Norwalk woman shares her experience of almost being scammed

A Norwalk woman tells News 12 she was almost scammed by two people who posed as police officers and told her she owned money for missing jury duty.
Shawna Daniels says she received a call on Saturday from two men who told her they worked for Norwalk police and that she was facing two fines.
"The first one was failure to appear and with that it was a fine of $1,350. The second one was contempt of court and I owned a fine of $1,250," says Daniels.
They provided her with their names, which matched the names of two current officers.
Daniels says she believed the call was legitimate because the pair brought up her kids, even though Daniels did not mention them during their conversation.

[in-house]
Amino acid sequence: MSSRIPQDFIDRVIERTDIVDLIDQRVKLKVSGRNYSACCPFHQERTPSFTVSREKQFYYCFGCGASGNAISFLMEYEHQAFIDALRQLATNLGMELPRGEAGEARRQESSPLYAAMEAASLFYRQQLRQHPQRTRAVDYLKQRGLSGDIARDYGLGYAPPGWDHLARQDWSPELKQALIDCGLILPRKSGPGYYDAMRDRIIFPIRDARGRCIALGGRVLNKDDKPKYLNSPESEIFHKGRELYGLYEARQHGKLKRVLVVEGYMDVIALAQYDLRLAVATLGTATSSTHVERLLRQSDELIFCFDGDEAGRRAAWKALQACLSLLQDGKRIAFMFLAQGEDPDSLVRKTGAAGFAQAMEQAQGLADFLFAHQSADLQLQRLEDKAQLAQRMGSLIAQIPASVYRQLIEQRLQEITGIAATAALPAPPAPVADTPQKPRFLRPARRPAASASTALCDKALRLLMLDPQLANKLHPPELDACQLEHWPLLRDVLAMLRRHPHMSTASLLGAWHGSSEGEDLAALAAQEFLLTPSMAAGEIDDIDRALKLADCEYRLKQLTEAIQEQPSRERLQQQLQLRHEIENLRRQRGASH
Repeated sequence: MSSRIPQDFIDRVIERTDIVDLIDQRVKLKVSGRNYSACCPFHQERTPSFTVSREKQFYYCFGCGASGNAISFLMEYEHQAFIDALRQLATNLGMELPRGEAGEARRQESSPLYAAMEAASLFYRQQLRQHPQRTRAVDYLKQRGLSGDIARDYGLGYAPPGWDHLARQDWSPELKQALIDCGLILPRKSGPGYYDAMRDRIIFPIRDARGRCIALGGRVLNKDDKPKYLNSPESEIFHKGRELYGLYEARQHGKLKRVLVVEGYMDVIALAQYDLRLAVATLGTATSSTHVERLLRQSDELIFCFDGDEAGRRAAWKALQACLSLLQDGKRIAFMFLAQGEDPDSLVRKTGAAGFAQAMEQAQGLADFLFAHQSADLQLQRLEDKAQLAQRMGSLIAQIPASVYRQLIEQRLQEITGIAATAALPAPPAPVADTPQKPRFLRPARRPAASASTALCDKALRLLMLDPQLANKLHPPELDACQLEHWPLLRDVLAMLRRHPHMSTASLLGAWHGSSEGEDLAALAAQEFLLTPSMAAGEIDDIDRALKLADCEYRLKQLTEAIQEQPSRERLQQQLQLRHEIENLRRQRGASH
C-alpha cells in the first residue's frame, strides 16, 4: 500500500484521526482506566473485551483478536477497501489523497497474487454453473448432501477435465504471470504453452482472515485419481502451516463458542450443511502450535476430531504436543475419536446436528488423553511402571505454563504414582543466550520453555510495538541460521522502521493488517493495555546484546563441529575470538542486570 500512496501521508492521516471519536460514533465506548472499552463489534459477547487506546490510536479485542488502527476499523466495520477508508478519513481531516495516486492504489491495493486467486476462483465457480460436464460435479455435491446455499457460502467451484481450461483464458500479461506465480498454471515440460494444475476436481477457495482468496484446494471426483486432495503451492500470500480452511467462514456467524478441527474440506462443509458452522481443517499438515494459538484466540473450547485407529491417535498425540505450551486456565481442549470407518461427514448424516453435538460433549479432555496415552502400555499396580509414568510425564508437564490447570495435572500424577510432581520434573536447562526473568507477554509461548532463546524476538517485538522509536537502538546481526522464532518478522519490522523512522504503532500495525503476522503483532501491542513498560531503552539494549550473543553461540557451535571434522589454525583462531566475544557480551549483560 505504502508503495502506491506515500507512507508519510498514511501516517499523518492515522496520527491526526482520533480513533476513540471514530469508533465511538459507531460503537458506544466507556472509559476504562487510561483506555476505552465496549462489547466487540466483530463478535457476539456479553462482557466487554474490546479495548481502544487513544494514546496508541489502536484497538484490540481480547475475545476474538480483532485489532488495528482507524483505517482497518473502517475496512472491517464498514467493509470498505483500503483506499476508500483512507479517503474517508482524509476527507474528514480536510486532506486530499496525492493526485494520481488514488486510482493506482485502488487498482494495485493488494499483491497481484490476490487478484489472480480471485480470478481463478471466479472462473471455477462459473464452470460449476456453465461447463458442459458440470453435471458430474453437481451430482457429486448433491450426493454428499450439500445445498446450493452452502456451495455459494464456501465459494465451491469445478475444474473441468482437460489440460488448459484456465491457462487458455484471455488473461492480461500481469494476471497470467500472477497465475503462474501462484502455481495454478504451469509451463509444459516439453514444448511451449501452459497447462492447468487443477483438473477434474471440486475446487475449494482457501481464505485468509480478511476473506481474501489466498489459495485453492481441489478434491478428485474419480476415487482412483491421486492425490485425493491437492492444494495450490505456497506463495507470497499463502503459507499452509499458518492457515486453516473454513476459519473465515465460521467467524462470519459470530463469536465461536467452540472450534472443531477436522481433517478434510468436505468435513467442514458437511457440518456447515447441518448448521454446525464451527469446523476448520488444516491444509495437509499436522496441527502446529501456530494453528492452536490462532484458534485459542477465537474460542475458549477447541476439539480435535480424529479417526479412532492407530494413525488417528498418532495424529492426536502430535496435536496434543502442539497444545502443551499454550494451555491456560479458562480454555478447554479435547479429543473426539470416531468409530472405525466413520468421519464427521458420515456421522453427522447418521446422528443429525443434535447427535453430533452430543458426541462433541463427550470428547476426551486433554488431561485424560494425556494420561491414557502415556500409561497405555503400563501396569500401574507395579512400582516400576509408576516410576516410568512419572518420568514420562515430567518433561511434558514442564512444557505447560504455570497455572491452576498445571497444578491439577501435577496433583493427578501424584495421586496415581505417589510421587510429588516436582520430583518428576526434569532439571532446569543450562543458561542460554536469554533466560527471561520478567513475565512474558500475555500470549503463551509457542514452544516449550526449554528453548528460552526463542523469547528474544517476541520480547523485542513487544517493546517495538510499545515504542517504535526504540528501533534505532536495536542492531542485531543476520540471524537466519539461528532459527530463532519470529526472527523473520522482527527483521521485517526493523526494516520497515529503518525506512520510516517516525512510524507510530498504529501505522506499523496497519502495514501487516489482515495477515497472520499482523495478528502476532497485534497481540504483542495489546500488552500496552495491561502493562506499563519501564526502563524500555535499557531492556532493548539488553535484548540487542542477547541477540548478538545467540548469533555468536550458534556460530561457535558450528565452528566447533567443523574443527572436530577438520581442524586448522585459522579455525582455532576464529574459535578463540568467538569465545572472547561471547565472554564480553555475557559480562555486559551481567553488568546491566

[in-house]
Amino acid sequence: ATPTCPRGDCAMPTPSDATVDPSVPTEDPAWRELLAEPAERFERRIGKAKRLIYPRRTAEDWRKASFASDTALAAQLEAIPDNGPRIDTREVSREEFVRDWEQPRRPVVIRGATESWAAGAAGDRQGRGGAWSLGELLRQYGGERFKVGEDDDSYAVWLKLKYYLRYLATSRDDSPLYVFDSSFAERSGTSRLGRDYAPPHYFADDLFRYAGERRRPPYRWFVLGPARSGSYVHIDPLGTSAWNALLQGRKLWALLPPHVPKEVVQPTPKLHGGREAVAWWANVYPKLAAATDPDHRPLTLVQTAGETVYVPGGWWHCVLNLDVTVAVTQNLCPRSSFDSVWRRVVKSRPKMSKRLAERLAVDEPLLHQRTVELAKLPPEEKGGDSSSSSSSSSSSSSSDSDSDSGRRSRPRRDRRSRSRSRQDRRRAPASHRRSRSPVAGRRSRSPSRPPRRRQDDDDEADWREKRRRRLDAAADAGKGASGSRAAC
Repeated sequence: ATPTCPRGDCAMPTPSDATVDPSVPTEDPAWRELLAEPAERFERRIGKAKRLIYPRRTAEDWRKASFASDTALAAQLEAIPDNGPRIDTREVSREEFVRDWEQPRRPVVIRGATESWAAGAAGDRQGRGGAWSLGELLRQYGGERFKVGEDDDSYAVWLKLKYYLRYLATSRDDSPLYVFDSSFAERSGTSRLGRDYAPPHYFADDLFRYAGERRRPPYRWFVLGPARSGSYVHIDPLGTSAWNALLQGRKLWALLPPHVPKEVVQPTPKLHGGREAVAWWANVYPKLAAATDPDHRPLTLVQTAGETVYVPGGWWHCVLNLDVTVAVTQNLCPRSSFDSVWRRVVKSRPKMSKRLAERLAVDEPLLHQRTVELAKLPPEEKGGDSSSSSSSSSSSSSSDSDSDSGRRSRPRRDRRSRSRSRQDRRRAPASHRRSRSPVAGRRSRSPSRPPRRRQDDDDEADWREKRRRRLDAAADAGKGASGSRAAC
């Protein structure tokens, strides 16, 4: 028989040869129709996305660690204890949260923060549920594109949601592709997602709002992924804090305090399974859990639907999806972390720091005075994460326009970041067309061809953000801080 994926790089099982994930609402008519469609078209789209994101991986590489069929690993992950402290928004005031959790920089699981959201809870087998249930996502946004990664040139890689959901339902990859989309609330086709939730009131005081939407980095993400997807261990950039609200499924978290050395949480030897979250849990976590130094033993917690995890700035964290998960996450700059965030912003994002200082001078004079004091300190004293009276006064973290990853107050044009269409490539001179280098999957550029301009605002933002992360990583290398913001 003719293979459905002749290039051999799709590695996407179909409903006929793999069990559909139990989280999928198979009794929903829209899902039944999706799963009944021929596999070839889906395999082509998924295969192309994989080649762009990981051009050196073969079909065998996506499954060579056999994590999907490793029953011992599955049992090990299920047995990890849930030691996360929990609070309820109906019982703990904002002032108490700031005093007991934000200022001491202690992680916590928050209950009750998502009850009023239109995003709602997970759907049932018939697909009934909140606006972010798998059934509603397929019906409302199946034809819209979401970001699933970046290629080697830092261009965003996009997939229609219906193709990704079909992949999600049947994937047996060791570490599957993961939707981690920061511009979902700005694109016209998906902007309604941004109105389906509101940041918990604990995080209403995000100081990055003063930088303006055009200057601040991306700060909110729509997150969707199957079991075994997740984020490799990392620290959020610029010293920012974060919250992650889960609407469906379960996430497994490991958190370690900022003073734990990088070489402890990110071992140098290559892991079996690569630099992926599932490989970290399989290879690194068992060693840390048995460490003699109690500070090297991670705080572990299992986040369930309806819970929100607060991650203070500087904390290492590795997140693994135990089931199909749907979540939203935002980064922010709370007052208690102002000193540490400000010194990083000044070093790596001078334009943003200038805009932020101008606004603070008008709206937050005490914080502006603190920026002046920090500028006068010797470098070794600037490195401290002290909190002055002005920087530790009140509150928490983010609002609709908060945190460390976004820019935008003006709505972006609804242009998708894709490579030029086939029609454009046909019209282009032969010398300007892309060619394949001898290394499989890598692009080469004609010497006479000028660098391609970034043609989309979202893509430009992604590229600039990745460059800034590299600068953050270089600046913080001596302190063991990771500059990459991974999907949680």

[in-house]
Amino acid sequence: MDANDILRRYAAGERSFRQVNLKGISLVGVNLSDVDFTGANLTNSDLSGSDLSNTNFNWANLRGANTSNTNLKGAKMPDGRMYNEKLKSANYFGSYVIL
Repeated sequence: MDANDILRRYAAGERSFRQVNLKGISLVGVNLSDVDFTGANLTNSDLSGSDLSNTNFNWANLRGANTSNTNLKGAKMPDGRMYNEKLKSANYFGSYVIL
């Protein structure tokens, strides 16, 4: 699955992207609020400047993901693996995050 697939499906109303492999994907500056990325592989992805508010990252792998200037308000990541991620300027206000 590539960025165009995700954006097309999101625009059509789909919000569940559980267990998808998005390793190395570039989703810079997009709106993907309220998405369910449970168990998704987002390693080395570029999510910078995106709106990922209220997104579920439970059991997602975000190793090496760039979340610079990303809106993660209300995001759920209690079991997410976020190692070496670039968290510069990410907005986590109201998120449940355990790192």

"At that point I'm really like, 'Oh my goodness, they have my information. This is for real and I do have children,'" says Daniels.
Daniels stayed on the phone with the duo as she went to the bank to withdraw the money.
She then walked into police headquarters and remained on the line with them.
They were unaware Daniels was planning to speak with the police.
Daniels says she wants people to be aware when dealing with potential scam calls.
"If you're not sure, go to your local police station. Don't fall victim, they just want your money and to make your life miserable," says Daniels.
Daniels says she will now think twice before she picks up another phone call.
Norwalk police say while these scams may sound sound credible, police will not ask people to send them money.
All transactions with police will take place in person at the department.
Police say if you receive a phone call from someone claiming that a family member or friend has been arrested and you must send money any other way other than in person, the call is a scam.
Bail bond money is only accepted in person.